The stance of non-free software being unethical has resulted in some conversations where people ask me what I'm running these days and I'll say, "Linux" and they get that scared look. And I have to explain, "I'm not one of _those_ Linux users. I'm not going to try to convert you." And they relax again.

Reply Score: 2

nt_jerkface
Member since:
2009-08-26

He clearly has no answer to software that requires capital to fund a team of experts from various fields.

He had no solution for the programmer who pointed out that his software cannot rely on donations or support.

His response should have been to get an MIT scholarship and have them pay your bills while you work on open source software.

Reply Score: 1

lemur2 Member since:
2007-02-17

He clearly has no answer to software that requires capital to fund a team of experts from various fields.

He had no solution for the programmer who pointed out that his software cannot rely on donations or support.

His response should have been to get an MIT scholarship and have them pay your bills while you work on open source software.


Here is someone who is articulate, and can clearly explain the position of free software. He is also able to explain why and how it is funded, by big corporations.

http://www.fsf.org/blogs/community/lp2010-moglen-state-of-free-sw

Eben Moglen is the rational, moral voice of free software. Richrad Stallman is not able to explain the position like Eben can.

http://balance.fsf.org/video/lp2010-eben-moglen.ogv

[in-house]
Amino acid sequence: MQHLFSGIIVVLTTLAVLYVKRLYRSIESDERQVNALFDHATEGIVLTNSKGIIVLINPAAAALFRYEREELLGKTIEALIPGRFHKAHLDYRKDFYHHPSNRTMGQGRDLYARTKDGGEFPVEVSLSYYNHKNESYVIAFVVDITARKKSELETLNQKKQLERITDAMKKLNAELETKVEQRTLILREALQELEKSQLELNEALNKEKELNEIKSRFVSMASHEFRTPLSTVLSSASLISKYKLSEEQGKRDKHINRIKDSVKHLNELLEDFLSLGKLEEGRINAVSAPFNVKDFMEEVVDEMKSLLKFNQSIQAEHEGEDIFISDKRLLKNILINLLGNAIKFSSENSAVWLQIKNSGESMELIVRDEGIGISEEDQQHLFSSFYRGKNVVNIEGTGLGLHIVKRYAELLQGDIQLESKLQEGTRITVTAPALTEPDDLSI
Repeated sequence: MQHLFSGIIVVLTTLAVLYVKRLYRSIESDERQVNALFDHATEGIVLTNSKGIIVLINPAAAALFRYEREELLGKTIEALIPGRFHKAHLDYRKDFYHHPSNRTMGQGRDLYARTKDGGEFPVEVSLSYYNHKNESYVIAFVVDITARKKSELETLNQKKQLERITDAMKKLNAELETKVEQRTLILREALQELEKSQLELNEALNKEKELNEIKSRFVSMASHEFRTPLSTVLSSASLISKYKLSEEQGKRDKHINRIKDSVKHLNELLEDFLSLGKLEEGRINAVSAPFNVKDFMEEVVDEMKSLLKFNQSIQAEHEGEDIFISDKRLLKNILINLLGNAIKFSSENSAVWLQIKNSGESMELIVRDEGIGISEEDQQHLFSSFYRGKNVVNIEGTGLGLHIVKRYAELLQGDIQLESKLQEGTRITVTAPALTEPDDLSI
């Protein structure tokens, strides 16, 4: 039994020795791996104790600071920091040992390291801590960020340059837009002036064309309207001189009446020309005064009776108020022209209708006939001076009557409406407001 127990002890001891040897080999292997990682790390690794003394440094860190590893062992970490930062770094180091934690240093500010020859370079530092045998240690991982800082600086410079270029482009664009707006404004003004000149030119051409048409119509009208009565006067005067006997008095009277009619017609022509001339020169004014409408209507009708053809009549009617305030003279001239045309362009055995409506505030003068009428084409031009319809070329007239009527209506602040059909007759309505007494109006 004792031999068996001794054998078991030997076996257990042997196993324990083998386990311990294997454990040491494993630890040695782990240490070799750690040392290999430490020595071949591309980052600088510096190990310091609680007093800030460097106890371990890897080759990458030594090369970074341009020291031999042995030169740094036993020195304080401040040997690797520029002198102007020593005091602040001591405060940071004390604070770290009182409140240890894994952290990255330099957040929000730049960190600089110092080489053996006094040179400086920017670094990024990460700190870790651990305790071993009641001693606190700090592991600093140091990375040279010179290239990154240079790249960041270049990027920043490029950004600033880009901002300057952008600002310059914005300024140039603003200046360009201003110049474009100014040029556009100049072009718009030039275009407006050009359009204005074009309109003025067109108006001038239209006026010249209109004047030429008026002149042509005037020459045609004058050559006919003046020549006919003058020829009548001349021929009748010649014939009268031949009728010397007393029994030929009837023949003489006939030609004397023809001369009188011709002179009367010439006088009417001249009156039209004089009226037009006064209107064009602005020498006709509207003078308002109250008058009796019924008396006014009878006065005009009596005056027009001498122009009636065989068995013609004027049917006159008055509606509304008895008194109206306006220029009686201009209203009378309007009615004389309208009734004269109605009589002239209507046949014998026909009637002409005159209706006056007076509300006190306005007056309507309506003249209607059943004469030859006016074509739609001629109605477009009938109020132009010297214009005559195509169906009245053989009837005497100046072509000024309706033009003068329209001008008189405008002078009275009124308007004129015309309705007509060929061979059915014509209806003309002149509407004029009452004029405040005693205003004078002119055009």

The video of Eben's latest talk isn't a very professional video, but Eben's actual talk is very powerful.

So, do you have any comment on what the real position of free software is? What do you have to say about Eben's point that free software has now moved to a position where it cannot be eliminated, and that it is now in the direct best interest of many large and powerful players to actually support it?

Reply Score: 3

fresch Member since:
2006-09-12

The way I understand it - this is based on GPL v2 - the FSF does not require you to distribute the source without demand. Nor does it require you to distribute the binary without charge.

This is what I would do: Sell the binary package. Maybe also include the source along with the binary package, but I'm not required to. If somebody *asks* for the source, I'll provide it along with the GPL license.

What I'm not required to provide, is artwork, example files, data files, installers or package/build tools and scripts just to name a few.

So if you buy my software, you buy more than just the executables, you buy the total package. If you then decide you need to modify my software, you write me an e-mail asking me for the source, and I'll attach a tar-ball with it in my answer mail.

Again, this is the way I understood the GPL, and again version 2 of it.

Reply Score: 1

lemur2 Member since:
2007-02-17

This is what I would do: Sell the binary package. Maybe also include the source along with the binary package, but I'm not required to. If somebody *asks* for the source, I'll provide it along with the GPL license.

What I'm not required to provide, is artwork, example files, data files, installers or package/build tools and scripts just to name a few.